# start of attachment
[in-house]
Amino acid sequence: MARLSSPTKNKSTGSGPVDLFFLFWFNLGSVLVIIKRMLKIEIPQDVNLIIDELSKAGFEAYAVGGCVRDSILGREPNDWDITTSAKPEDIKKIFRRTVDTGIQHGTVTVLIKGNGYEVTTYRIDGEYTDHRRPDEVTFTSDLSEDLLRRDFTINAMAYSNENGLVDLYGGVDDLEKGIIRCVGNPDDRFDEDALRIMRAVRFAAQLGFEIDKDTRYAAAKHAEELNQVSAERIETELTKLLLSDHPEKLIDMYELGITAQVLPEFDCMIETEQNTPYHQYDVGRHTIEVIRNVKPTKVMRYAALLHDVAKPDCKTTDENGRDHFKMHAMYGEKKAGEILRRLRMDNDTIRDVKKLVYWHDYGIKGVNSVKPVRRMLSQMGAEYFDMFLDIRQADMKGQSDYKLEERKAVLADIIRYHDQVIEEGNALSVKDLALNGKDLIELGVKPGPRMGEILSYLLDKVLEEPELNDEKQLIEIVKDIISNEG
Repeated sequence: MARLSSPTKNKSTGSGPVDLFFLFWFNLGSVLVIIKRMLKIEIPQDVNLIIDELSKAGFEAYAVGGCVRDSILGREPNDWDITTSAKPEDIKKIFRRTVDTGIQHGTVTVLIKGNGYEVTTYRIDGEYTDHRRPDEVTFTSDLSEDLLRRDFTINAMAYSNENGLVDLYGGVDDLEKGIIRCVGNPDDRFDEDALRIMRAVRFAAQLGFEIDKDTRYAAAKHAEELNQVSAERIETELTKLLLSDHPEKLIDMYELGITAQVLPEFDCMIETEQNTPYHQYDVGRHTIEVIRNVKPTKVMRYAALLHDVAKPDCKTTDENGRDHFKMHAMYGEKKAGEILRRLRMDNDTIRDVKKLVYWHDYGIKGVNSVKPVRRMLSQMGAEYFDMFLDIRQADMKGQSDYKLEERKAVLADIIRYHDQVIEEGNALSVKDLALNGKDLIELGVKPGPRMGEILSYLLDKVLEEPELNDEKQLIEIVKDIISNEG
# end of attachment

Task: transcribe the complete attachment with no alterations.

[in-house]
Amino acid sequence: MARLSSPTKNKSTGSGPVDLFFLFWFNLGSVLVIIKRMLKIEIPQDVNLIIDELSKAGFEAYAVGGCVRDSILGREPNDWDITTSAKPEDIKKIFRRTVDTGIQHGTVTVLIKGNGYEVTTYRIDGEYTDHRRPDEVTFTSDLSEDLLRRDFTINAMAYSNENGLVDLYGGVDDLEKGIIRCVGNPDDRFDEDALRIMRAVRFAAQLGFEIDKDTRYAAAKHAEELNQVSAERIETELTKLLLSDHPEKLIDMYELGITAQVLPEFDCMIETEQNTPYHQYDVGRHTIEVIRNVKPTKVMRYAALLHDVAKPDCKTTDENGRDHFKMHAMYGEKKAGEILRRLRMDNDTIRDVKKLVYWHDYGIKGVNSVKPVRRMLSQMGAEYFDMFLDIRQADMKGQSDYKLEERKAVLADIIRYHDQVIEEGNALSVKDLALNGKDLIELGVKPGPRMGEILSYLLDKVLEEPELNDEKQLIEIVKDIISNEG
Repeated sequence: MARLSSPTKNKSTGSGPVDLFFLFWFNLGSVLVIIKRMLKIEIPQDVNLIIDELSKAGFEAYAVGGCVRDSILGREPNDWDITTSAKPEDIKKIFRRTVDTGIQHGTVTVLIKGNGYEVTTYRIDGEYTDHRRPDEVTFTSDLSEDLLRRDFTINAMAYSNENGLVDLYGGVDDLEKGIIRCVGNPDDRFDEDALRIMRAVRFAAQLGFEIDKDTRYAAAKHAEELNQVSAERIETELTKLLLSDHPEKLIDMYELGITAQVLPEFDCMIETEQNTPYHQYDVGRHTIEVIRNVKPTKVMRYAALLHDVAKPDCKTTDENGRDHFKMHAMYGEKKAGEILRRLRMDNDTIRDVKKLVYWHDYGIKGVNSVKPVRRMLSQMGAEYFDMFLDIRQADMKGQSDYKLEERKAVLADIIRYHDQVIEEGNALSVKDLALNGKDLIELGVKPGPRMGEILSYLLDKVLEEPELNDEKQLIEIVKDIISNEG